charts this year––reminds its lobbyists that, “In principle, we are not against killing marine
mammals,” allowing them to sign away the lives of whales and dolphins in deals buying
less protection than they have now––plus TV time in which to proclaim “victory.”
• The Animal Legal Defense Fund, another organization spending a disproportionately
high amount on direct mail, hustles your donations to drum up business for
lawyers––who usually charge animal protection activists and groups $100 an hour and up.
How many of these organizations are you donating to? How can you find out
which others aren’t exactly doing they you think they are?
Here’s what you can do about it
That’s where ANIMAL PEOPLE comes in. In the center of each edition of ANIMAL
PEOPLE we print our “Watchdog” column, with our logo of the dog standing guard
beside an empty bowl.
Our Watchdog was drawn more than 100 years ago by an artist who hoped to
inspire the formation of a humane movement. The movement did form––but you can see
dogs like our Watchdog still on chains in every neighborhood, still beside empty bowls,
and still on duty, demonstrating faith, hope, and courage.
We are dedicated to filling their bowls.
At ANIMAL PEOPLE we expose corrupt groups, no matter how powerful and
intimidating they have become. We think the cold, hungry dogs and cats––and all the other
suffering, abused animals––deserve better than half a grudgingly thrown stale biscuit.
You’re giving them more than that, and we aim to make sure it gets there. For
that reason, we double-check every heart-rending claim made in appeals.
We use the Freedom of Information Act to obtain and scrutinize every major animal
protection group’s IRS filings––and we ask their executives the hard questions most
hate to answer: about just where the money goes, how much goes to further fundraising,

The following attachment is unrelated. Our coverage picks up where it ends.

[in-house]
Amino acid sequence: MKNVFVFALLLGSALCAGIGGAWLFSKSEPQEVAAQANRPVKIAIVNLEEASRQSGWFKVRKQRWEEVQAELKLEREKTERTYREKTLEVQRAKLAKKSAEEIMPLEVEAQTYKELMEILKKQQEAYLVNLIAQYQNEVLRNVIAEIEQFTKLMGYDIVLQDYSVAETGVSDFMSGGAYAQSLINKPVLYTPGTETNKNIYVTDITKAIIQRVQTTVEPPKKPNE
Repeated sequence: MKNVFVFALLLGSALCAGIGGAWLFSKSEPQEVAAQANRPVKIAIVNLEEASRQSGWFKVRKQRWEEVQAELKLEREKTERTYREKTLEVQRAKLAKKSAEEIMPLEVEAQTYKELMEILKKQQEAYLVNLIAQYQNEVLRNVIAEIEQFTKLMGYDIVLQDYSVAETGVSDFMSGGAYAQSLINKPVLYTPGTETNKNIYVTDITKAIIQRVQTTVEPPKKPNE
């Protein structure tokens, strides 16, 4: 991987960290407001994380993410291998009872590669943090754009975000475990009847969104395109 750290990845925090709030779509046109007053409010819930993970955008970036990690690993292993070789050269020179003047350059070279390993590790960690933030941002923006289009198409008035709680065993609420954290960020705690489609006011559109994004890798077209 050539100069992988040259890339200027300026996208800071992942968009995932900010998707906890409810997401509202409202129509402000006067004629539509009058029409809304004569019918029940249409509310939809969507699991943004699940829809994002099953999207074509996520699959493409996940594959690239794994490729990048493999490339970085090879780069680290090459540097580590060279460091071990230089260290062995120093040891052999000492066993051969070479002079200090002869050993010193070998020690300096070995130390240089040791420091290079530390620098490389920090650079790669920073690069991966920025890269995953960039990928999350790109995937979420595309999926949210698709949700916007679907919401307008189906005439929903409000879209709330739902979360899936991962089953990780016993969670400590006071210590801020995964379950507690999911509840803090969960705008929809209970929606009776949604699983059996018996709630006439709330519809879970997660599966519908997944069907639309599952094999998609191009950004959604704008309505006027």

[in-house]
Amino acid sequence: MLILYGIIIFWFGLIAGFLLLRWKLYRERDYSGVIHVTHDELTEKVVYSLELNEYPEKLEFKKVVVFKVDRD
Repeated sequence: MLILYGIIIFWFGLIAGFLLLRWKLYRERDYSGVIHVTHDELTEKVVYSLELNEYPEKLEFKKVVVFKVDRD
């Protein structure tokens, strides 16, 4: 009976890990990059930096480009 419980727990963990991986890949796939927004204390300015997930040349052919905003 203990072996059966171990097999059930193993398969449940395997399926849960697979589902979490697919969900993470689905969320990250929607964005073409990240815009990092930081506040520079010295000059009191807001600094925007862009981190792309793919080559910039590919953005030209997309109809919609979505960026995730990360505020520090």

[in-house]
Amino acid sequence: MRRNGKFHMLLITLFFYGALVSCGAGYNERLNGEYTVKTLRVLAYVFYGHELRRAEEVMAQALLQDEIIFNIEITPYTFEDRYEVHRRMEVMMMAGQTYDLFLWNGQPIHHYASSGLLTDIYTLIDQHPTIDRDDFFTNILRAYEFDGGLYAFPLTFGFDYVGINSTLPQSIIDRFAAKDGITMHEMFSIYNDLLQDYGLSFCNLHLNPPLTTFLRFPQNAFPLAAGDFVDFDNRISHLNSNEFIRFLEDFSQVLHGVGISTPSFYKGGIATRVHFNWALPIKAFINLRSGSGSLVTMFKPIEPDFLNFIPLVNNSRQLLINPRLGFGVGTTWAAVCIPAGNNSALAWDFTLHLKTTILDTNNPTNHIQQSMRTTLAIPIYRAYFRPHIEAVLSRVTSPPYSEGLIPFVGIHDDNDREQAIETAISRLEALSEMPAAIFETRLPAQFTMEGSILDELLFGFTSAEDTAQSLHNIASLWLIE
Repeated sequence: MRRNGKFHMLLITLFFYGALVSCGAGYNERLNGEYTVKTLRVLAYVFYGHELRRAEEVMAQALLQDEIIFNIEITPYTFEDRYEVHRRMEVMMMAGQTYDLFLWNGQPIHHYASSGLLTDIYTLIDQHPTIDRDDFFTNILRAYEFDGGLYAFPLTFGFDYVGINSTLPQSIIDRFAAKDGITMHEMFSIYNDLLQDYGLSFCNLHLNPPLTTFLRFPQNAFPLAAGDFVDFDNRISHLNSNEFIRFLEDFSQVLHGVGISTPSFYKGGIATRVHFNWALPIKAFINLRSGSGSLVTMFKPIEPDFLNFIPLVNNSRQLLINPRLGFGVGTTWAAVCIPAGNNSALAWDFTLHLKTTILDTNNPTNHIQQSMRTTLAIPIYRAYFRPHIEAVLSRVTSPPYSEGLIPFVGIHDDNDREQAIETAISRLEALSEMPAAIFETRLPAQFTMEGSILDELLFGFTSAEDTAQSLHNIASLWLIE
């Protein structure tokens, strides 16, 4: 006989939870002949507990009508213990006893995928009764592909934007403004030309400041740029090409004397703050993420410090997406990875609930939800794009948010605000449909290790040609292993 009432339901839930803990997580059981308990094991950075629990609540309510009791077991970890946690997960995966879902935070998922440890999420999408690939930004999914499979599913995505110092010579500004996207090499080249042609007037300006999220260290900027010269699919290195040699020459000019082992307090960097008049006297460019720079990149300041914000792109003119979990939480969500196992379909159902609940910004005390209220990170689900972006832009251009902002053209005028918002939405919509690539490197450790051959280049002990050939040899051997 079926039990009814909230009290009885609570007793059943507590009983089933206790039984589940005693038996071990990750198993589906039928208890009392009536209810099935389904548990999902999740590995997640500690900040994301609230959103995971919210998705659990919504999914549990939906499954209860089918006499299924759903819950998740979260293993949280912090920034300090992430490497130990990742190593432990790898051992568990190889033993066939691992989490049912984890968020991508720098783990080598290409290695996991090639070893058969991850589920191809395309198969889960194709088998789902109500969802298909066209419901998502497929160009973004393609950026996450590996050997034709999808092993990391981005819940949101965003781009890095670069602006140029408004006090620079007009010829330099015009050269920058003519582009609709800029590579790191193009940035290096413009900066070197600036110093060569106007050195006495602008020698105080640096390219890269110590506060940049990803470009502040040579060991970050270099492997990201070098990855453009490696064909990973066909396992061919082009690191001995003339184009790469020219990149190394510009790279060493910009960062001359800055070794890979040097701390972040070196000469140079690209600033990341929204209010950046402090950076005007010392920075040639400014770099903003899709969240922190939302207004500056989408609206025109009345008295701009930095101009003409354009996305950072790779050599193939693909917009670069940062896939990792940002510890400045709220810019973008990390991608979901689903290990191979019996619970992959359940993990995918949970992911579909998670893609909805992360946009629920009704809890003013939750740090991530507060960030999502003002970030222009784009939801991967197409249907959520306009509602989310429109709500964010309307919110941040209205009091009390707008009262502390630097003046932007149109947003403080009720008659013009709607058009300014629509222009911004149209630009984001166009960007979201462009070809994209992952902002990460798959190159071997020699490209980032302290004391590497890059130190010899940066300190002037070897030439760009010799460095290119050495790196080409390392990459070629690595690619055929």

and how much goes into their pockets. Then we publish our findings, both as you see them
here, in our sixth annual abstract of leading organizations’ budgets, assets, and executive
salaries, and in frequent investigative exposes.
We take heavy flak for it. We are often accused of disrupting “movement unity,”
especially by some of the people who profit most from running direct mail mills. And a
senior executive of one questionable organization recently called us “kooks” and “crackpots”
in a memo warning staff not to talk to us.
Perhaps it does take “kooks” and “crackpots” to do what we do.
Three years ago, Kim Bartlett and I founded ANIMAL PEOPLE, putting everything
we had and all of our personal credit into the small computer that forms the nucleus of
the operation. Desktop publishing experts are amazed that we do so much with so little
equipment: just the two of us publish a newspaper that most guess might have a staff of 20.
However, giving you nearly twice as much news per issue now as in our first editions,
we are stretched to the limit––and so is that computer.
Do we hire 20 people? Or do we get newer, faster, more efficient equipment, to
keep bringing you hard-hitting news and exposes?
The people we’re up against have all the latest technology to help them get away
with institutionalized animal abuse––and to take money from the animals’ bowls.
We need the equalizer, to help us dig out and expose their dirty secrets. To get it,
we need your help.
The bare-bones technology we need to expand our mission––to extend rather than
replace our present system––will cost about $12,000.
$12,000 is a fortune to us, but it is less than the expense accounts paid to some
executives of the organizations named above.
If we can raise more, we can add even more equipment, reaching far more of the
seven million people now on the Internet––and we can expand ANIMAL PEOPLE t o
bring you even better coverage of animal issues and battles being fought around the globe.
Please help us do it.
Instead of buying that overpaid executive another $25 lunch, $50 dinner, or $100
night at a cocktail lounge, help us buy the equipment we need to fill the animals’ bowls.
Your gift of $25, $50, $100, or more translates into $25,000, $50,000,
$100,000 or more to animals who really need it––by helping to re-route thousands of gifts
from the overpaid and complacent to the groups who really save animal lives.
Every dollar you send today may be worth $1,000 in re-routed contributions.
Please, make the largest gift you can afford––$25, $50, $100 or more.
Make this the Christmas that turns the tide for the animals all over the world––
letting the truth about who’s helping and who isn’t be known.